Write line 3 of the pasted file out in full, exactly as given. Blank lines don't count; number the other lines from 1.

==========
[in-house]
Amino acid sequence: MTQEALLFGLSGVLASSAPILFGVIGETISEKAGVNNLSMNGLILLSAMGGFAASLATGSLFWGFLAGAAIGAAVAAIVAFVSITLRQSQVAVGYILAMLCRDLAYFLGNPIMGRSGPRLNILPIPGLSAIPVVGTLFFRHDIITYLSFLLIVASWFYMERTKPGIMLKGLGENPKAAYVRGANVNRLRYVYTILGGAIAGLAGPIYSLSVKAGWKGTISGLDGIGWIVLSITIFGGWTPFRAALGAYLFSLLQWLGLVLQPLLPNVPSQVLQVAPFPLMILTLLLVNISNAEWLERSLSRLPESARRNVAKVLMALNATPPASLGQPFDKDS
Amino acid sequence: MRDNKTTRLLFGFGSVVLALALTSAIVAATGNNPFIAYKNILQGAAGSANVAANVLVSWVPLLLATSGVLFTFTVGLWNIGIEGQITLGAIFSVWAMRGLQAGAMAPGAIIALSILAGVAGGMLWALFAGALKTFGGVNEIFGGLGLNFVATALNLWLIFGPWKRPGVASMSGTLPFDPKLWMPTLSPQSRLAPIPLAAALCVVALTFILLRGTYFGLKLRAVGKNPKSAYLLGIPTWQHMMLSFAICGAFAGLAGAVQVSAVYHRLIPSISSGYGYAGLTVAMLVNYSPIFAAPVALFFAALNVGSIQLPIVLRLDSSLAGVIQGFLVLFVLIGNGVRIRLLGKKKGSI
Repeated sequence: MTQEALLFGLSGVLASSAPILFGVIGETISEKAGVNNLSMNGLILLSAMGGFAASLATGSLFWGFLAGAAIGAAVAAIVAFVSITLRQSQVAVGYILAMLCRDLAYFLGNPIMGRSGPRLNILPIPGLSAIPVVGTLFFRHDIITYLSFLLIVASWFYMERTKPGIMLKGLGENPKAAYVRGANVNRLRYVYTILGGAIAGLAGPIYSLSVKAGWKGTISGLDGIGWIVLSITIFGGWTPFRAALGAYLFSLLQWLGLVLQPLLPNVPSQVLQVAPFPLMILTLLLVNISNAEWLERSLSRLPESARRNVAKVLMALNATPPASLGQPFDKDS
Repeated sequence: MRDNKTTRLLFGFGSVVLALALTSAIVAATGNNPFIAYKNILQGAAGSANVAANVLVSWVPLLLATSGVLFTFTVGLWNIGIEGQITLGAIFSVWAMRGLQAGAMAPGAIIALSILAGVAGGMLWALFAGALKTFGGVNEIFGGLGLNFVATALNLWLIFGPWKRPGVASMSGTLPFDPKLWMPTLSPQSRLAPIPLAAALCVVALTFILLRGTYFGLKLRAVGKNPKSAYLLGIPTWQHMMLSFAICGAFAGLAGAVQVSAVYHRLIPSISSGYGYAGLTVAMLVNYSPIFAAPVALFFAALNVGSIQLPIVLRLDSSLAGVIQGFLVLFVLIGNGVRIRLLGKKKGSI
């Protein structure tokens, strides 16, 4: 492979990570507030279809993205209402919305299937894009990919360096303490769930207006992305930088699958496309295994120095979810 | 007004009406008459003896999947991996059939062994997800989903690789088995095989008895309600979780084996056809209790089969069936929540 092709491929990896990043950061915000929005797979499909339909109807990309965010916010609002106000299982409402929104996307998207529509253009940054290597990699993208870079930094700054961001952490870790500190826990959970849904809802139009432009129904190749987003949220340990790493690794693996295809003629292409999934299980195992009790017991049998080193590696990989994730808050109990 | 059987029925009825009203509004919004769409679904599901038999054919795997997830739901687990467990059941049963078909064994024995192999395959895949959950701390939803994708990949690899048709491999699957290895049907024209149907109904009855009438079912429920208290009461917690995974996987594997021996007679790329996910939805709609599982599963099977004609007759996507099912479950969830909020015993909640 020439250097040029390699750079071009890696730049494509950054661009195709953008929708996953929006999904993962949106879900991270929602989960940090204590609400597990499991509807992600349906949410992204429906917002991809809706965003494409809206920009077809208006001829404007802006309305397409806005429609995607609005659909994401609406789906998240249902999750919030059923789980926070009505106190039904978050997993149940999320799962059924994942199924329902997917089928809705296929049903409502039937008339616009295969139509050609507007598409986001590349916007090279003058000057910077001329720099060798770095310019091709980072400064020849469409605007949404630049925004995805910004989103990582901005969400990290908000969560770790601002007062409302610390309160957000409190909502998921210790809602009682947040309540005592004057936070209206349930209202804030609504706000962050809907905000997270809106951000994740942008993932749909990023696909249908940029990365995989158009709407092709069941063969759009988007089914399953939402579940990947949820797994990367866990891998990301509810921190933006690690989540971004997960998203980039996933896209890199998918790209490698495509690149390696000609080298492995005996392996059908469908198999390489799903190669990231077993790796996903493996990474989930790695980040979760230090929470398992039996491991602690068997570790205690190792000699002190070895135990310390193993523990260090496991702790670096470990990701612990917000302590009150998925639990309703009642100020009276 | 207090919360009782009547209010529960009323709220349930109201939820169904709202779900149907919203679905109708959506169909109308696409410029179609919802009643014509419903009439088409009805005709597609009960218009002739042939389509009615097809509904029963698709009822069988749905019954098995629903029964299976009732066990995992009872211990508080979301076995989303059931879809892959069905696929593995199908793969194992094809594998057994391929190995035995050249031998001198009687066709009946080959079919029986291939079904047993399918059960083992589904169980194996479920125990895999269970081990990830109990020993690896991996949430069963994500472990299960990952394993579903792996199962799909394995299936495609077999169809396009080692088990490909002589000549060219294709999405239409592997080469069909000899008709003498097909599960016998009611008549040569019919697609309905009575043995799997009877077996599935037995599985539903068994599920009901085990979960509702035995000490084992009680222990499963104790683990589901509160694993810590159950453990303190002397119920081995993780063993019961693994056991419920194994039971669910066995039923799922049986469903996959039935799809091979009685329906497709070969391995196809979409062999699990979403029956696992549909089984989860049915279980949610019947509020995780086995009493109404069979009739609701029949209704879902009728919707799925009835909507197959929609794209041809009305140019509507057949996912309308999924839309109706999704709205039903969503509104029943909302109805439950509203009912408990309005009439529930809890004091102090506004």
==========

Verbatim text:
Amino acid sequence: MRDNKTTRLLFGFGSVVLALALTSAIVAATGNNPFIAYKNILQGAAGSANVAANVLVSWVPLLLATSGVLFTFTVGLWNIGIEGQITLGAIFSVWAMRGLQAGAMAPGAIIALSILAGVAGGMLWALFAGALKTFGGVNEIFGGLGLNFVATALNLWLIFGPWKRPGVASMSGTLPFDPKLWMPTLSPQSRLAPIPLAAALCVVALTFILLRGTYFGLKLRAVGKNPKSAYLLGIPTWQHMMLSFAICGAFAGLAGAVQVSAVYHRLIPSISSGYGYAGLTVAMLVNYSPIFAAPVALFFAALNVGSIQLPIVLRLDSSLAGVIQGFLVLFVLIGNGVRIRLLGKKKGSI